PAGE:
A coalition of 22 state attorneys general refiled their lawsuits against the Federal Communications Commission over its net neutrality repeal earlier this week, shortly after the regulator published its controversial decision from mid-December in the Federal Register. The publication of the order marked the start of a two-month period which allows for legal challenges to the act that's meant to go into effect on April 23 should it survive judicial scrutiny. The office of FCC Chairman Ajit Pai said it's confident the Restoring Internet Freedom act will go into force this spring regardless of the lawsuits. Certain aspects of the order are still being reviewed by the White House Office of Management and Budget that must approve them but isn't required to do so within 60 days, so the repeal may only become official at a later date even if all legal challenges filed against it fail. Besides 22 state attorneys general, the District of Columbia's AG also joined the coalition.
The anti-repeal consortium is being led by New York attorney general Eric Schneiderman and argues the FCC isn't allowed to radically alter its existing policies if its reasoning for doing so is based on a severe case of misinterpreting evidence pertaining to recent industry trends and the manner in which they reflect on both consumers and businesses. Over half of U.S. states are presently considering enacting their own net neutrality regulations, with a handful of them such as Montana and California already doing so via governor-issued executive orders and assembly bills. The FCC's polarizing act contains a provision against state-level intervention in the matter but it's presently unclear whether the clause will survive judicial scrutiny.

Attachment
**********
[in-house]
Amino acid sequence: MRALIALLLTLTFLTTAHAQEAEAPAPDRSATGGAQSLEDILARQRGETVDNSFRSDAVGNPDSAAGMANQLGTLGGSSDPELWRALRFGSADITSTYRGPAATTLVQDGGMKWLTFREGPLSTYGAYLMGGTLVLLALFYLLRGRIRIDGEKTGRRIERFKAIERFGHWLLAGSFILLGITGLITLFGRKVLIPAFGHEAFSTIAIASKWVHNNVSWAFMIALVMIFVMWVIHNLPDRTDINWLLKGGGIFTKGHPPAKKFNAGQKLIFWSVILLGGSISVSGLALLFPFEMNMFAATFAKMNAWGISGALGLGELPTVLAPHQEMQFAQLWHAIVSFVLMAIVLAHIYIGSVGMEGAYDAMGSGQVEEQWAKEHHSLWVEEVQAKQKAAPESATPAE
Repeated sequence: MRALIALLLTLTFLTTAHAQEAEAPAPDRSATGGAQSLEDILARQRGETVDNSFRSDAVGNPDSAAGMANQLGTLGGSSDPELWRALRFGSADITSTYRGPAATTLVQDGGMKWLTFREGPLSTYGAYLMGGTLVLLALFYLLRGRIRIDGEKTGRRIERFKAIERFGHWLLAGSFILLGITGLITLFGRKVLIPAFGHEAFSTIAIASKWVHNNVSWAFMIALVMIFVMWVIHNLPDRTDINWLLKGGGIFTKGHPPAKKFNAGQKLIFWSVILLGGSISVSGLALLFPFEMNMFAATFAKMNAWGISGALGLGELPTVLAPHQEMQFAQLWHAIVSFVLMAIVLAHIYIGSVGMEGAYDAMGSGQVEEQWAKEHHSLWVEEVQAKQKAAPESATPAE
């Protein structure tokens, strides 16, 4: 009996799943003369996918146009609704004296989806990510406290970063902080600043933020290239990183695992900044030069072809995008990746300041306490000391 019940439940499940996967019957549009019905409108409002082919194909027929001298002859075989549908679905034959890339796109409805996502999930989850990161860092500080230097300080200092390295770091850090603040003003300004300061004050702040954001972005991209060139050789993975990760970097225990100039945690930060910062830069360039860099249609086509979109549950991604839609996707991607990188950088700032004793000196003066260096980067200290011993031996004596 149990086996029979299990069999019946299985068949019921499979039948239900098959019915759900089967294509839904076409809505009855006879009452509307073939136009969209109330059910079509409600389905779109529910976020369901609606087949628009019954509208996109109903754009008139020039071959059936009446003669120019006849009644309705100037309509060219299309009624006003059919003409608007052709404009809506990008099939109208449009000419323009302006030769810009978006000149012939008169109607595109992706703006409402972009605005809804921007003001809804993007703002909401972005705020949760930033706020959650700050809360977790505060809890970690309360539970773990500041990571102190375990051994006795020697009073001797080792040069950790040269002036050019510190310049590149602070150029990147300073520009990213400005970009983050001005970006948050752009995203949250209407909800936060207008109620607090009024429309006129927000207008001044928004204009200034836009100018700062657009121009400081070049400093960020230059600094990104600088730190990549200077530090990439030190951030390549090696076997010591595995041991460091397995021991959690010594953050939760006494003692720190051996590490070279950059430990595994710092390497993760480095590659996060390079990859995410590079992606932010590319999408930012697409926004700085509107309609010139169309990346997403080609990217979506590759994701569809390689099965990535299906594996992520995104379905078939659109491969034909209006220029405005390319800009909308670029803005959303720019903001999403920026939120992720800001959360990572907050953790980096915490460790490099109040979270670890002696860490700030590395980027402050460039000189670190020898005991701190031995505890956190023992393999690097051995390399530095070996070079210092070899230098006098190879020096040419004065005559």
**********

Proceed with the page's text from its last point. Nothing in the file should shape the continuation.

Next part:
Both the Silicon Valley and Internet service providers are presently pushing for a federal bill defining open Internet protections but digital companies like Facebook and Google are advocating for legislation that's similar to Title II regulations and prevents ISPs from blocking, throttling, or otherwise censoring content, in addition to forbidding any practices related to selling prioritized access to companies. The wireless industry led by AT&T wants a universal bill regulating both Internet providers and websites that doesn't outlaw prioritized access, often referred as "Internet fast lanes." Critics are arguing prioritized access practices represent just a different version of throttling with a more positive spin placed on it.